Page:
Academic journal article American Journal of Pharmaceutical Education

An Investigation of Teaching and Learning Programs in Pharmacy Education

Academic journal article American Journal of Pharmaceutical Education

An Investigation of Teaching and Learning Programs in Pharmacy Education

Article excerpt

INTRODUCTION

Standards from the Accreditation Council for Pharmacy Education (ACPE) are holding pharmacy schools accountable to a higher standard of teaching effectiveness than in the past. (1) While previous standards addressed curriculum and assessment, the level of detail was not as explicit. The new standards address curricular quality, content mapping, diverse student learning needs, and outcomes based teaching and learning methods. (1) In addition, they also call for valid, reliable, formative and summative assessments to measure student knowledge and performance. (1) These are all things that require knowledge of learning theory, instructional design, and educational assessment. It was noted at the ACPE Consensus Conference in 2013 that most faculty members in higher education are not trained as teachers. (2) This will require that educational institutions have professional development programs that assist faculty members in writing clear learning objectives, connecting learning outcomes to course assignments, and developing assessment tools that test higher-order intellectual skills. (2)

The need for increased levels of teaching expertise is well-defined and not limited to pharmacy education. Numerous teaching and learning workshops and development programs have been created and offered in medical education, spanning over two decades. (3) A faculty shortage in dental education prompted Columbia University's College of Dental Medicine to establish a joint DDS and PhD program in education. (4) The American Association of Colleges of Nursing stated that the basic doctoral degree in nursing does not prepare the graduate for a faculty role and recommends additional preparation in the science of pedagogy. (5) Finally, the increasing need for teaching expertise in the health professions is exhibited by the expansion of a unique master's degree in health professions education (MSHPEd). The MSHPEd has become more popular in the last decade with more than one hundred programs offered internationally, thirty-two of which are in the United States. (6, 7) Clearly, health sciences faculty members, including disciplines beyond pharmacy, are experts in their field, but may lack pedagogical knowledge and skills.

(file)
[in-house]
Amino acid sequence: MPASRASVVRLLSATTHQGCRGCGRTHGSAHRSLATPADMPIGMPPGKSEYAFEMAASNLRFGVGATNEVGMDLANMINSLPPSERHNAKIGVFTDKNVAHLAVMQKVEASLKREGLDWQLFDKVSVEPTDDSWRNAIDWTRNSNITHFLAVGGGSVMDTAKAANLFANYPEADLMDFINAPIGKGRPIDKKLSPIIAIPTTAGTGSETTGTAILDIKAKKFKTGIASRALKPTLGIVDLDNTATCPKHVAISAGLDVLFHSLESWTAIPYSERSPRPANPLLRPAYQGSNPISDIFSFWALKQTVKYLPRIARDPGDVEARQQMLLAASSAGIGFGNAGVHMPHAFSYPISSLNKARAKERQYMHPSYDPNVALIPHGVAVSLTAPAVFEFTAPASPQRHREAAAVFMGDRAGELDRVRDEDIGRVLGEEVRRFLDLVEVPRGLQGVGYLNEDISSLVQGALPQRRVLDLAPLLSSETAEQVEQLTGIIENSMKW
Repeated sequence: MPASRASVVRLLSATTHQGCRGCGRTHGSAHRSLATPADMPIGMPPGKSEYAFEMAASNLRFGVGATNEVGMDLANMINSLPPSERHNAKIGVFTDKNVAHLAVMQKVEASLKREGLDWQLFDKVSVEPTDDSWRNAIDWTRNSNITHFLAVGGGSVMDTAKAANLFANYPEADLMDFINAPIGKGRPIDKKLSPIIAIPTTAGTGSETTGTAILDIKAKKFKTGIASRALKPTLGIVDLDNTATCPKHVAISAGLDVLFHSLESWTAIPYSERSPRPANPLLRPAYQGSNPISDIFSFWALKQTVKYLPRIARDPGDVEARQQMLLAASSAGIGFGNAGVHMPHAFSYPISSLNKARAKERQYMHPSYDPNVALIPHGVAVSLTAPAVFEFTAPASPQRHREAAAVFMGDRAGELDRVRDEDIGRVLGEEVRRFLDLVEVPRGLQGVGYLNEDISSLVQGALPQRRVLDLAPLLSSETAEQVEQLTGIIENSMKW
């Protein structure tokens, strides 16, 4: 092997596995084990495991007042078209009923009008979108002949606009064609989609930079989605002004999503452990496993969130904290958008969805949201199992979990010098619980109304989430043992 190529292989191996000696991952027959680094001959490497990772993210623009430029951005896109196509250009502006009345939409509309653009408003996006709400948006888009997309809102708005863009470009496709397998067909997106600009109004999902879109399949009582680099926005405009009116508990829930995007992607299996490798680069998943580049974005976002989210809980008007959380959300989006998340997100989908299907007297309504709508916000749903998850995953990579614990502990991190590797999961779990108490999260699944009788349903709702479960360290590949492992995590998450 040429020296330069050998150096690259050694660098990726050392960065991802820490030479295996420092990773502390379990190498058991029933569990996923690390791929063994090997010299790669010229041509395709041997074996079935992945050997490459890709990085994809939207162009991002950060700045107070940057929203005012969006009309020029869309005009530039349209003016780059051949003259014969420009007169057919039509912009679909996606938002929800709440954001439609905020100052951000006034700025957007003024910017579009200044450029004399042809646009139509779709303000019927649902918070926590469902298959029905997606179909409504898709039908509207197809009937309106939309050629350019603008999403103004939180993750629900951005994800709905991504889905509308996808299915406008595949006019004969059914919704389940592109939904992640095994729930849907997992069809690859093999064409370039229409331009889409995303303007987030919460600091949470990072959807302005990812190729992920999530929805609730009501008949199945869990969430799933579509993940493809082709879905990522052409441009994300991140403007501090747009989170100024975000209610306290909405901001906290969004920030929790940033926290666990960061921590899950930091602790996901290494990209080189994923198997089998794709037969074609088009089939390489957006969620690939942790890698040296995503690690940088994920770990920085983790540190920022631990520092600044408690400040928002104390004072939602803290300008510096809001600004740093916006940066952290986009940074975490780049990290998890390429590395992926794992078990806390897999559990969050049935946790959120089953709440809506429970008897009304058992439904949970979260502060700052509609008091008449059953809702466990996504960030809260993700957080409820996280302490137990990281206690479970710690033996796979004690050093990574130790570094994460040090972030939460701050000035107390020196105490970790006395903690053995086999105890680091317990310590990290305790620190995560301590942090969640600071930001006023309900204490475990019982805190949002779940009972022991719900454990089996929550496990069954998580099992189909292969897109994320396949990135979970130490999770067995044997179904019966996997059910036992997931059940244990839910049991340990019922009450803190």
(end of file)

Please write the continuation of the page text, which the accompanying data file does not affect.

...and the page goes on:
Despite the need for faculty development, we could find no recognized standards in academic pharmacy for faculty development in teaching. An American College of Clinical Pharmacy (ACCP) white paper published in 2008 suggested a structure consisting of orientation, mentoring, and ongoing development. (8) It identified ways to design programs including timelines, types of content and activities to consider, and necessary professional, clinical, and research skills. (8) More recently, Lancaster et al described the current landscape for faculty development programs in higher education and made recommendations for the implementation of new programs. (9) They pointed to several existing models to support faculty teaching development and recommended institutions make informed decisions about which plan would be most successful. A model for preparing graduate students for faculty teaching and service roles has also been suggested and emphasizes the importance of experiential learning. (10)

Postgraduate pharmacy education has seen a large increase in teaching development programs for residents and fellows in the past decade. (11-13) These programs were created in part to prepare educators prior to an academic appointment. They were also meant to combat the faculty shortage that existed in pharmacy education by creating experienced residents who could quickly transition into a faculty position after completion of their program. (11) The American Society of Health-System Pharmacists (ASHP) accreditation standards for postgraduate year one (PGY1) pharmacy residency programs was published in 2012 and identified seven guiding principles to serve as the basis for evaluating residency programs for accreditation, including educational and training outcomes. …

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